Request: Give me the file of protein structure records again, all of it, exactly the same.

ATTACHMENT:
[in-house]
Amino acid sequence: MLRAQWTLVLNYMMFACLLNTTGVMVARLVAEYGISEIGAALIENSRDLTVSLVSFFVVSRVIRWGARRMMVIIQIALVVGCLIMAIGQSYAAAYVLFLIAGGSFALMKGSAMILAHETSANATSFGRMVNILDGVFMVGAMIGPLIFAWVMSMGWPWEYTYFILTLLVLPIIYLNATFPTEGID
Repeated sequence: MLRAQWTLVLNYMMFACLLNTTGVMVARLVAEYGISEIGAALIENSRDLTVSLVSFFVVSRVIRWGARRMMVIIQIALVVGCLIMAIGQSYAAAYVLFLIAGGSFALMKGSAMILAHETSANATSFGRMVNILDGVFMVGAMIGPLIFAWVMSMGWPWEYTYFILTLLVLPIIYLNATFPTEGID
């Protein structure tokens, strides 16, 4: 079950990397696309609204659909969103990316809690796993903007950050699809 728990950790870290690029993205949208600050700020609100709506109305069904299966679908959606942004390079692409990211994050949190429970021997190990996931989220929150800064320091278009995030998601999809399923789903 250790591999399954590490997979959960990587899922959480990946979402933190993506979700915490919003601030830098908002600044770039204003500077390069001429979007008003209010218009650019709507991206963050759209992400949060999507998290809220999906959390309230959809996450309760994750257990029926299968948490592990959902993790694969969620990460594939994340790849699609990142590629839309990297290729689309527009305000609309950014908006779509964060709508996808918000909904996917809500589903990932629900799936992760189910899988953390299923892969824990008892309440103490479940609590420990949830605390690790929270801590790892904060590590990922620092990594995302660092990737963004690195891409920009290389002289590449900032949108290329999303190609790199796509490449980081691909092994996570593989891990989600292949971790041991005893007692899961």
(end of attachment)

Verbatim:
[in-house]
Amino acid sequence: MLRAQWTLVLNYMMFACLLNTTGVMVARLVAEYGISEIGAALIENSRDLTVSLVSFFVVSRVIRWGARRMMVIIQIALVVGCLIMAIGQSYAAAYVLFLIAGGSFALMKGSAMILAHETSANATSFGRMVNILDGVFMVGAMIGPLIFAWVMSMGWPWEYTYFILTLLVLPIIYLNATFPTEGID
Repeated sequence: MLRAQWTLVLNYMMFACLLNTTGVMVARLVAEYGISEIGAALIENSRDLTVSLVSFFVVSRVIRWGARRMMVIIQIALVVGCLIMAIGQSYAAAYVLFLIAGGSFALMKGSAMILAHETSANATSFGRMVNILDGVFMVGAMIGPLIFAWVMSMGWPWEYTYFILTLLVLPIIYLNATFPTEGID
């Protein structure tokens, strides 16, 4: 079950990397696309609204659909969103990316809690796993903007950050699809 728990950790870290690029993205949208600050700020609100709506109305069904299966679908959606942004390079692409990211994050949190429970021997190990996931989220929150800064320091278009995030998601999809399923789903 250790591999399954590490997979959960990587899922959480990946979402933190993506979700915490919003601030830098908002600044770039204003500077390069001429979007008003209010218009650019709507991206963050759209992400949060999507998290809220999906959390309230959809996450309760994750257990029926299968948490592990959902993790694969969620990460594939994340790849699609990142590629839309990297290729689309527009305000609309950014908006779509964060709508996808918000909904996917809500589903990932629900799936992760189910899988953390299923892969824990008892309440103490479940609590420990949830605390690790929270801590790892904060590590990922620092990594995302660092990737963004690195891409920009290389002289590449900032949108290329999303190609790199796509490449980081691909092994996570593989891990989600292949971790041991005893007692899961």